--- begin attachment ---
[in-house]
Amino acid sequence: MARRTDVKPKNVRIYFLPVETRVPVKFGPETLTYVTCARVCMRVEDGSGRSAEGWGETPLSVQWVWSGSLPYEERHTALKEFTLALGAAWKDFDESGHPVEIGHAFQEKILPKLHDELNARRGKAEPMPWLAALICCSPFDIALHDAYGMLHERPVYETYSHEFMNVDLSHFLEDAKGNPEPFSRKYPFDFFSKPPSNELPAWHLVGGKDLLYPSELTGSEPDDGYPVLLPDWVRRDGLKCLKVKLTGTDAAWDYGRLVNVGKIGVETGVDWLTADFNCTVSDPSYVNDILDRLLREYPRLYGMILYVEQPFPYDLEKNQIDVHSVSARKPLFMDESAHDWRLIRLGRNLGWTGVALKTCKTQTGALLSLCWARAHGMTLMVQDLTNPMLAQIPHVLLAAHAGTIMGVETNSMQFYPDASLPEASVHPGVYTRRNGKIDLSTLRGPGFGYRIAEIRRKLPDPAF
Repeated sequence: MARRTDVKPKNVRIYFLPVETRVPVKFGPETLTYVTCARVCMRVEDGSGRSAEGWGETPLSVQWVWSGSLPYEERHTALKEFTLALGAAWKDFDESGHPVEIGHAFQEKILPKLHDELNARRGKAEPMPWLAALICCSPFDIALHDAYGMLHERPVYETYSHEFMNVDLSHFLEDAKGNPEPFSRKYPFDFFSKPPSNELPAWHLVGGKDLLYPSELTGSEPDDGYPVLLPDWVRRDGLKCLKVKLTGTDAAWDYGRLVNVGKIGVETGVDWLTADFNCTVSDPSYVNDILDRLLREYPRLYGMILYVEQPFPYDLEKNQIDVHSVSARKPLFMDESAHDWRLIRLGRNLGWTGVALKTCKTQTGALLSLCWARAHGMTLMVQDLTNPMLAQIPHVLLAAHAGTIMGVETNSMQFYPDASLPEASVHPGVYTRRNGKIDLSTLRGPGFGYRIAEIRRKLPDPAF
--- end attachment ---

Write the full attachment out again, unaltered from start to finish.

[in-house]
Amino acid sequence: MARRTDVKPKNVRIYFLPVETRVPVKFGPETLTYVTCARVCMRVEDGSGRSAEGWGETPLSVQWVWSGSLPYEERHTALKEFTLALGAAWKDFDESGHPVEIGHAFQEKILPKLHDELNARRGKAEPMPWLAALICCSPFDIALHDAYGMLHERPVYETYSHEFMNVDLSHFLEDAKGNPEPFSRKYPFDFFSKPPSNELPAWHLVGGKDLLYPSELTGSEPDDGYPVLLPDWVRRDGLKCLKVKLTGTDAAWDYGRLVNVGKIGVETGVDWLTADFNCTVSDPSYVNDILDRLLREYPRLYGMILYVEQPFPYDLEKNQIDVHSVSARKPLFMDESAHDWRLIRLGRNLGWTGVALKTCKTQTGALLSLCWARAHGMTLMVQDLTNPMLAQIPHVLLAAHAGTIMGVETNSMQFYPDASLPEASVHPGVYTRRNGKIDLSTLRGPGFGYRIAEIRRKLPDPAF
Repeated sequence: MARRTDVKPKNVRIYFLPVETRVPVKFGPETLTYVTCARVCMRVEDGSGRSAEGWGETPLSVQWVWSGSLPYEERHTALKEFTLALGAAWKDFDESGHPVEIGHAFQEKILPKLHDELNARRGKAEPMPWLAALICCSPFDIALHDAYGMLHERPVYETYSHEFMNVDLSHFLEDAKGNPEPFSRKYPFDFFSKPPSNELPAWHLVGGKDLLYPSELTGSEPDDGYPVLLPDWVRRDGLKCLKVKLTGTDAAWDYGRLVNVGKIGVETGVDWLTADFNCTVSDPSYVNDILDRLLREYPRLYGMILYVEQPFPYDLEKNQIDVHSVSARKPLFMDESAHDWRLIRLGRNLGWTGVALKTCKTQTGALLSLCWARAHGMTLMVQDLTNPMLAQIPHVLLAAHAGTIMGVETNSMQFYPDASLPEASVHPGVYTRRNGKIDLSTLRGPGFGYRIAEIRRKLPDPAF